Guy Troy

Today on Oldest Olympians we again want to highlight one of the centenarians on our list: American modern pentathlete Guy Troy, born March 15, 1923. Troy represented the United States at the 1952 Helsinki Games, finishing 14th out of 51 entrants individually and placing fourth with the American team, whom he also coached. Troy and the American team had had much better luck the previous year, when they took home the gold medal in the inaugural modern pentathlon tournament at the 1951 Pan American Games. By career he was a West Point graduate who served in the military, but for many years he also worked as an international event judge in modern pentathlon.

Guy Troy USMA 1946 Howitzer Photo p. 379

(Guy Troy)

Unfortunately, we learned that Troy died two days after his 100th birthday, on March 17, at the age of 100. This makes Hungary’s Gábor Benedek, born March 23, 1927 the oldest living Olympic modern pentathlete; he was already the oldest living medalist in the sport.

(Gábor Benedek)

After serving in World War II, Benedek made his Olympic debut at the 1952 Helsinki Games, where he won a silver medal in the individual event and, with the help of his countrymen, gold in the team tournament. He made a second appearance in 1956, where Hungary missed the podium in fourth and, individually, Benedek was sixth. He was also an individual World Champion in 1953 and a winner with the Hungarian team in 1954. For political reasons, he was banned from competing after 1959 and thus he took up coaching. He later emigrated to West Germany, where he remained until the end of the Cold War. He is now the last surviving member of his gold medal-winning team.

(Daniel Dagallier)

We also have an additional update on a modern pentathlete featured previously as an Olympic mystery. Lieutenant Pierre Coche represented France in this sport at the 1928 Amsterdam Games, where he placed 29th, but we otherwise knew nothing about him. As researcher Taavi Kalju discovered, this is because the Olympian was actually Paul Coche, born January 26, 1904 and died November 24, 1996. On the other hand, we learned that French Olympic medal mystery Daniel Dagallier, born June 11, 1926, who won a bronze medal in team épée fencing in 1956 and also competed in 1952, was alive as recently as 2018.

Vasily Borisov

Today on Oldest Olympians we wanted to provide an update on Vasily Borisov, born December 12, 1922, who we believed to be the oldest living Olympian to have represented the Soviet Union, the oldest living Olympic sport shooting medalist, and the oldest survivor of the 1960 Rome Olympics. Borisov represented his nation in five events across two editions of the Games, 1956 and 1960, winning one medal of each color and coming in fourth in the other two events. He was a 22-time medalist at the World Championships, including 12 titles, and also found success at the European Championships. A military man by career, he later worked as a shooting coach.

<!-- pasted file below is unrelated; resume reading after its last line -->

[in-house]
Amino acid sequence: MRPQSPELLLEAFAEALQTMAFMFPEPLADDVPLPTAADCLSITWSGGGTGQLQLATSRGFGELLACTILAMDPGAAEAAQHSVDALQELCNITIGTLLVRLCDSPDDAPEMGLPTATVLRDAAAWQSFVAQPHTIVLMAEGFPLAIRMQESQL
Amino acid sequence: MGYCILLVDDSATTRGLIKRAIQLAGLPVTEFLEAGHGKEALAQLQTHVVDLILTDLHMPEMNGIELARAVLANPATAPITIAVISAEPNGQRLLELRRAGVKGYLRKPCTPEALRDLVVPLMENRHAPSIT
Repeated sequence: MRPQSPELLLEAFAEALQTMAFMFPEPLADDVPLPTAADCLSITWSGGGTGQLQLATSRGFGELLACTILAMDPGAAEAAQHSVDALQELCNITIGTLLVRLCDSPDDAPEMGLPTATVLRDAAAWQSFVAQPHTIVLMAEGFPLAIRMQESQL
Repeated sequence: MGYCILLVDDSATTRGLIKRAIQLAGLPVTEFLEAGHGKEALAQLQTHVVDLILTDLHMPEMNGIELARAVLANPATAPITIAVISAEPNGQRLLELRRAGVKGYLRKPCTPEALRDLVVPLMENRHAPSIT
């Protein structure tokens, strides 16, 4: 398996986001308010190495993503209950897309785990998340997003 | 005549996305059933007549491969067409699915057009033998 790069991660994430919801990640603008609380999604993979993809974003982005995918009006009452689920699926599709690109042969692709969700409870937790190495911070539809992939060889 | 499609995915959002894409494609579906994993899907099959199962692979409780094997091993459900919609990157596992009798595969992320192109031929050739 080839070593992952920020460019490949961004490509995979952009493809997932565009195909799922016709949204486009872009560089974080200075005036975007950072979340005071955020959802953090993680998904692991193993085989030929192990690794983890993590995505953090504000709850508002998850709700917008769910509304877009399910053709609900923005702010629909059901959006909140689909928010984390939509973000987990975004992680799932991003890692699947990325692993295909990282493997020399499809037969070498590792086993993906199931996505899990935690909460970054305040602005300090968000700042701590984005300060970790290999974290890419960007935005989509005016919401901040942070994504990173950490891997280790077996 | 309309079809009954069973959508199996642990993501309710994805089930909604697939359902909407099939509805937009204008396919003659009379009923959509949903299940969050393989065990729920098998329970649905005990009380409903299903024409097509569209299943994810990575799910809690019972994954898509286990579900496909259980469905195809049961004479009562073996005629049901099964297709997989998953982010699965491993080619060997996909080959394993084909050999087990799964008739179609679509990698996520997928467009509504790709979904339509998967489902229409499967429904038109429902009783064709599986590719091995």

(Vasily Borisov in 1954)

We had seen reports that Borisov had reached his 100th birthday and updated our tables accordingly. A new article, however, has revealed that Borisov actually died March 21, 2003 in Moscow, and that this had gone unreported previously. This makes Ennio Mattarelli, born August 5, 1928, who won the trap competition for Italy at the 1964 Tokyo Games, the oldest living Olympic sport shooting medalist, and Swiss track athlete Gabriel Reymond, born April 15, 1923, the oldest survivor of the 1960 Rome Games. The oldest living Soviet Olympian is now Yulen Uralov, born November 23, 1924, who fenced at the 1952 Helsinki Games.

(Pavel Kharin)

As for the oldest living Soviet medalist, that distinction now goes to Ninel Krutova, born January 3, 1926, who took bronze in platform diving at her third Olympics in 1960. The oldest living Soviet Olympic champion is Nikita Simonyan, born October 12, 1926, who was a member of the team that won the football tournament at the 1956 Melbourne Games. Finally, we received the sad news that Pavel Kharin, born June 8, 1927, who won gold and silver medals in sprint canoeing at the 1956 Melbourne Olympics, died March 6 at the age of 95. He was the oldest living Olympic canoeing medalist, a distinction that now goes to Ferenc Mohácsi of Hungary, born October 25, 1929, who took bronze in the C-2 1000 event at the same Games.

The report announcing Borisov’s death mentioned that it has been difficult to verify information on many Soviet Olympians, even those who won medals, which is a phenomenon that we have experienced in our own research. For example, we have seen conflicting information about whether rower Yury Rogozov, born September 8, 1930, is alive. Others fall into the realm of what we have termed missing links; for example, swimmer Farid Dosayev, born March 6, 1933, is listed as having died on November 19, 2021 on the Russian Wikipedia, but with no source. Similarly, sailor Vyacheslav Tineyev, born May 1, 1933, is listed as having died on May 20, 2013 on the Russian Wikipedia, but again with no source.